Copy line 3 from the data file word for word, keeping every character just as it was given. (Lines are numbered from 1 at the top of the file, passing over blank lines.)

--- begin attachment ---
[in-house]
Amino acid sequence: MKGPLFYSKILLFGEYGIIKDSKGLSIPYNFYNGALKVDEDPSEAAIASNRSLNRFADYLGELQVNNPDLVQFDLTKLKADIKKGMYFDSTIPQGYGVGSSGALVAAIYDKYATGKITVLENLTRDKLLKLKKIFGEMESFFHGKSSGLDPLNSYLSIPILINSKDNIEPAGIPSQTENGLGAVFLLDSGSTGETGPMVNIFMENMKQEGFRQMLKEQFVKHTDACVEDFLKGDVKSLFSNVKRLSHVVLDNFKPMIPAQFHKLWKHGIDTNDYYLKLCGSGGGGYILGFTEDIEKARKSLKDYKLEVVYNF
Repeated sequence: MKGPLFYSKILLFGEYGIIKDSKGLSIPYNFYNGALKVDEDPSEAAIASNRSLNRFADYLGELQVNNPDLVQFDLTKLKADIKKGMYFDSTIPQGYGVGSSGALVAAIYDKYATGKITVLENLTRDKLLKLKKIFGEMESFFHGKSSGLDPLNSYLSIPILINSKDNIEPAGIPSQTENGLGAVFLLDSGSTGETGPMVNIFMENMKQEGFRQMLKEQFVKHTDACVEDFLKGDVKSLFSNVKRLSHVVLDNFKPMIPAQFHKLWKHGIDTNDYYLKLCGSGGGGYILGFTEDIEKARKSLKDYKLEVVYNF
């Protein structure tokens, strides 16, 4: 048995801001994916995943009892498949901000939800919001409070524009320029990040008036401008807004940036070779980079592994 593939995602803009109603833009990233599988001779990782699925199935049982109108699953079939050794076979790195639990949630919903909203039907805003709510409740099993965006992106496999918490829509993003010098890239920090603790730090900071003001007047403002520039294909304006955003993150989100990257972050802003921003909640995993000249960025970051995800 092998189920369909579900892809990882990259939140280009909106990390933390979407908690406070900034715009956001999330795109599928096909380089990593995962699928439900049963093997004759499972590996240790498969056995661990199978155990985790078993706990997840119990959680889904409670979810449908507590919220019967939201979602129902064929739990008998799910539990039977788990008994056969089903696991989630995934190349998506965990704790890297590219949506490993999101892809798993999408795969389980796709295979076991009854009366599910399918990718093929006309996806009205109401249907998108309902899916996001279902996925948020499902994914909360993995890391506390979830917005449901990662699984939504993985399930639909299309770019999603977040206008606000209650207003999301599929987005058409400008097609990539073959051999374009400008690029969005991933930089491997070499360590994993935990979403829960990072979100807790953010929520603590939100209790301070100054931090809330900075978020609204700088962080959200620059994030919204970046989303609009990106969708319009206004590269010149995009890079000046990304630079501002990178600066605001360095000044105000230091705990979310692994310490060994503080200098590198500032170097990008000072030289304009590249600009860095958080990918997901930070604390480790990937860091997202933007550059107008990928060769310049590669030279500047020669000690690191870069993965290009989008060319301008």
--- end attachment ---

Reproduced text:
Repeated sequence: MKGPLFYSKILLFGEYGIIKDSKGLSIPYNFYNGALKVDEDPSEAAIASNRSLNRFADYLGELQVNNPDLVQFDLTKLKADIKKGMYFDSTIPQGYGVGSSGALVAAIYDKYATGKITVLENLTRDKLLKLKKIFGEMESFFHGKSSGLDPLNSYLSIPILINSKDNIEPAGIPSQTENGLGAVFLLDSGSTGETGPMVNIFMENMKQEGFRQMLKEQFVKHTDACVEDFLKGDVKSLFSNVKRLSHVVLDNFKPMIPAQFHKLWKHGIDTNDYYLKLCGSGGGGYILGFTEDIEKARKSLKDYKLEVVYNF